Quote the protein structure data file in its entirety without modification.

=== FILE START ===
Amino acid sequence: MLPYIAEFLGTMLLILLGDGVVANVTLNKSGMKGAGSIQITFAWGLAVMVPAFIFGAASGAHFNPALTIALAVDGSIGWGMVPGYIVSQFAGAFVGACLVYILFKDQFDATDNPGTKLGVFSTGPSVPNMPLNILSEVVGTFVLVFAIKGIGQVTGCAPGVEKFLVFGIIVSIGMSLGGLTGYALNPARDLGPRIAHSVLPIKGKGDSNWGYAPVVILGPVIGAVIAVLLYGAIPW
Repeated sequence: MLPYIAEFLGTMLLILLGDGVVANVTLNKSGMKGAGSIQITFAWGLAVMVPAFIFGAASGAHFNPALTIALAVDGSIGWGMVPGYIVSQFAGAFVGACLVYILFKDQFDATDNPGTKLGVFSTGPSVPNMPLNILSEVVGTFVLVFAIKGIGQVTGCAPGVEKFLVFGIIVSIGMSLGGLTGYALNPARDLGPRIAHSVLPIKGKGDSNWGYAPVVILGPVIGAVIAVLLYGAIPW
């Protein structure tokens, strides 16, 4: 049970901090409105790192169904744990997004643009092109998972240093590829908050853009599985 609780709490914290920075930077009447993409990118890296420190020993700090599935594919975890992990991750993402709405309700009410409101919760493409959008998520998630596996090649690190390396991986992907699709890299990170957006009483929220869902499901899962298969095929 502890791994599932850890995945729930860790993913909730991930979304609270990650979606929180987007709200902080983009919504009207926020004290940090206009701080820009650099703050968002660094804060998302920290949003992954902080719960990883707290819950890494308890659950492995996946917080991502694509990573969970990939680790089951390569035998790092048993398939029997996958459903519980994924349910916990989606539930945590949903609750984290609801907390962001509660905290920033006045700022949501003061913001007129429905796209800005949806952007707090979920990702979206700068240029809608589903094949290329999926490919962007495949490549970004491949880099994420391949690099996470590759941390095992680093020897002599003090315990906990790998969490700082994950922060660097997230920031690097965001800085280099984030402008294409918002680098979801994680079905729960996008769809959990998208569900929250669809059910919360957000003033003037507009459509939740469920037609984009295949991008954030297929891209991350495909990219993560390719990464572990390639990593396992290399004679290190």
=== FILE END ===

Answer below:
Amino acid sequence: MLPYIAEFLGTMLLILLGDGVVANVTLNKSGMKGAGSIQITFAWGLAVMVPAFIFGAASGAHFNPALTIALAVDGSIGWGMVPGYIVSQFAGAFVGACLVYILFKDQFDATDNPGTKLGVFSTGPSVPNMPLNILSEVVGTFVLVFAIKGIGQVTGCAPGVEKFLVFGIIVSIGMSLGGLTGYALNPARDLGPRIAHSVLPIKGKGDSNWGYAPVVILGPVIGAVIAVLLYGAIPW
Repeated sequence: MLPYIAEFLGTMLLILLGDGVVANVTLNKSGMKGAGSIQITFAWGLAVMVPAFIFGAASGAHFNPALTIALAVDGSIGWGMVPGYIVSQFAGAFVGACLVYILFKDQFDATDNPGTKLGVFSTGPSVPNMPLNILSEVVGTFVLVFAIKGIGQVTGCAPGVEKFLVFGIIVSIGMSLGGLTGYALNPARDLGPRIAHSVLPIKGKGDSNWGYAPVVILGPVIGAVIAVLLYGAIPW
């Protein structure tokens, strides 16, 4: 049970901090409105790192169904744990997004643009092109998972240093590829908050853009599985 609780709490914290920075930077009447993409990118890296420190020993700090599935594919975890992990991750993402709405309700009410409101919760493409959008998520998630596996090649690190390396991986992907699709890299990170957006009483929220869902499901899962298969095929 502890791994599932850890995945729930860790993913909730991930979304609270990650979606929180987007709200902080983009919504009207926020004290940090206009701080820009650099703050968002660094804060998302920290949003992954902080719960990883707290819950890494308890659950492995996946917080991502694509990573969970990939680790089951390569035998790092048993398939029997996958459903519980994924349910916990989606539930945590949903609750984290609801907390962001509660905290920033006045700022949501003061913001007129429905796209800005949806952007707090979920990702979206700068240029809608589903094949290329999926490919962007495949490549970004491949880099994420391949690099996470590759941390095992680093020897002599003090315990906990790998969490700082994950922060660097997230920031690097965001800085280099984030402008294409918002680098979801994680079905729960996008769809959990998208569900929250669809059910919360957000003033003037507009459509939740469920037609984009295949991008954030297929891209991350495909990219993560390719990464572990390639990593396992290399004679290190």